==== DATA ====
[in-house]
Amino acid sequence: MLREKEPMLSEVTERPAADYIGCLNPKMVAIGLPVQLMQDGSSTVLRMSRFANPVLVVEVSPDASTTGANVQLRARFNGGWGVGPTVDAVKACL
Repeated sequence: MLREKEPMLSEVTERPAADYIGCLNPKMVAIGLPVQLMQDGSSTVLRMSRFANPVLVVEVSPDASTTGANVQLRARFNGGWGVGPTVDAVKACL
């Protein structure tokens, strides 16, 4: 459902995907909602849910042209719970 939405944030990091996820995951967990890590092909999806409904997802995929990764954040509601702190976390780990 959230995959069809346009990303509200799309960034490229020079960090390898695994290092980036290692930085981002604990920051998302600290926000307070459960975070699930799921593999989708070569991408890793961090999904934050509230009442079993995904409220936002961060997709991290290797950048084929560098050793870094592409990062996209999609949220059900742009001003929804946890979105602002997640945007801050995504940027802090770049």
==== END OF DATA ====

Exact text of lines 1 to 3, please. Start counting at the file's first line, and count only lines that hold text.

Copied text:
[in-house]
Amino acid sequence: MLREKEPMLSEVTERPAADYIGCLNPKMVAIGLPVQLMQDGSSTVLRMSRFANPVLVVEVSPDASTTGANVQLRARFNGGWGVGPTVDAVKACL
Repeated sequence: MLREKEPMLSEVTERPAADYIGCLNPKMVAIGLPVQLMQDGSSTVLRMSRFANPVLVVEVSPDASTTGANVQLRARFNGGWGVGPTVDAVKACL